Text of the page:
For those unaware, the Chittorgarh Fort is located upon a hill and provides such a fantastic view of the city of Chittor! As our chariot moved up along the winding roads with our trusted ally in the form of CEAT, we were transported to an era of pride, valour and honour. The fort has an eerie calm to it which was enhanced ten folds by the time we reached it at sunset. While the grand fort of Chittor is a sight unto itself, it is most famous for the Johar (self immolation of Queens, female royals, children of Rajput dynastys when facing defeat) of its Queens twice and for being under siege thrice. There is a hauntingly beautiful vibe at the fort and when you hear the tales of the times forgotten, and you must for without them you would never be able to guess its grandeur, you feel a chill down your spine and wonder how you would have survived in that era. A large reservoir sits in the premises which is supposedly filled with fish that could ‘attack’ you (or so my guide insisted) and yet he claimed the waters were safe for a midnight bath because by nightfall the fish move towards the corner and lay at the bottom of the pool to ‘sleep’. Creepy. The most infamous story, however, of Chittorgarh is about Rani Padmavati, the most beautiful woman in all of the lands who was akin to a treasure to be won by many princes. I won’t get into the tale of her beauty and the war that cost Chittor its victory but my guide did manage to spook me with her tales by informing us that the extent of the Johar during her time was so horrible that spirits lurked the fort even today after dark, especially on full moon nights that we happened to be standing under.:/ We left for the hotel after a short time and while we gazed at the ruins of the place as we left I tried to imagine the power of the regal families that resided in Chittor at one point and the valiant sacrifice the dozens of women made repeatedly throughout history through Johar.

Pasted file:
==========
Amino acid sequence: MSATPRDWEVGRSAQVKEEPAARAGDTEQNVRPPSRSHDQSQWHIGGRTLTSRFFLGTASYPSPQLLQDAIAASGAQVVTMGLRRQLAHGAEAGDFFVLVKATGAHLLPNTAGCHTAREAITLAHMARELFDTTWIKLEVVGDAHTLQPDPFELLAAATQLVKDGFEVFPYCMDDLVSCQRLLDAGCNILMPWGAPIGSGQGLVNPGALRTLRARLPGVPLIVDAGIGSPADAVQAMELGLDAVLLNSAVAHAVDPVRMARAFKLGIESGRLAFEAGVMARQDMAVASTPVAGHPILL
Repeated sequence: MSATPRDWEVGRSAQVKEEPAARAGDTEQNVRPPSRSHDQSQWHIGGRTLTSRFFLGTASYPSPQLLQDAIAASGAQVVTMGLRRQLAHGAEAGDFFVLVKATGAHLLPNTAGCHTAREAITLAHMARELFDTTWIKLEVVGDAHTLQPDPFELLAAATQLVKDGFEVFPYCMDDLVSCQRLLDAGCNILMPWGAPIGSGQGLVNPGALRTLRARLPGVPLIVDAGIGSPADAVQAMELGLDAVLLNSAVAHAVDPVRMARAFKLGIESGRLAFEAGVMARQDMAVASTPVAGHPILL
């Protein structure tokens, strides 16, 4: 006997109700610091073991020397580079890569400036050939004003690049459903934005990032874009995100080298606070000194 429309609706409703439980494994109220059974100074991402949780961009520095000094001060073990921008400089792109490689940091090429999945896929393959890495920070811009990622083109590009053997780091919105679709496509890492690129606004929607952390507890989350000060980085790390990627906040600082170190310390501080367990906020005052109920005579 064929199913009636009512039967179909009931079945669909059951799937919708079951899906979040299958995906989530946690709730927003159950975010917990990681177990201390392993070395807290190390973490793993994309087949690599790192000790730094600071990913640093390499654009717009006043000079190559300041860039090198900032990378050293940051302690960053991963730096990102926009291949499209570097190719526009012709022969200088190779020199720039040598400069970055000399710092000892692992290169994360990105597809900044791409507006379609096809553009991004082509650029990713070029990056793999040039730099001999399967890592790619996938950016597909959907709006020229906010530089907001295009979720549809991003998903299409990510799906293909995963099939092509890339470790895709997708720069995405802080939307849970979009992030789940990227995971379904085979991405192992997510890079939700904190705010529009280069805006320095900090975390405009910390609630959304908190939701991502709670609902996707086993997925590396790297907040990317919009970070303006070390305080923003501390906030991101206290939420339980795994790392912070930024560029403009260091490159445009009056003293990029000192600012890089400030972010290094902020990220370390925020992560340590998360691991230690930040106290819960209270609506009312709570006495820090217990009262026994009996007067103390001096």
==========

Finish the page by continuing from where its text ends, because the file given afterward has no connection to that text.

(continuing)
We stayed that night at a hauntingly beautiful hotel by the same infamous name – Rani Padmini and while I was creeped by the ginormous portrait of her hanging as soon as we entered, we quickly fell asleep due to the exhaustion and left the next day for my ancestral village in Udaipur where I asked my grandmother to recite a few more of those forgotten regal stories. But those are perhaps for another time!
We stayed on for a couple of days where I learned a lot of historical lessons from my grandparents about Mewar and then we came back to Pune via the state of Gujarat while returning. While I was happy to have finally gotten home after 8 days this road trip is perhaps my most special memory. The little adventures/mishaps that I faced with my parents and the stories that enthralled me at each new place were little treasures that I still reminisce. And to think of it, all of this was only possible with a few roads and our ever so reliable CEAT tyres.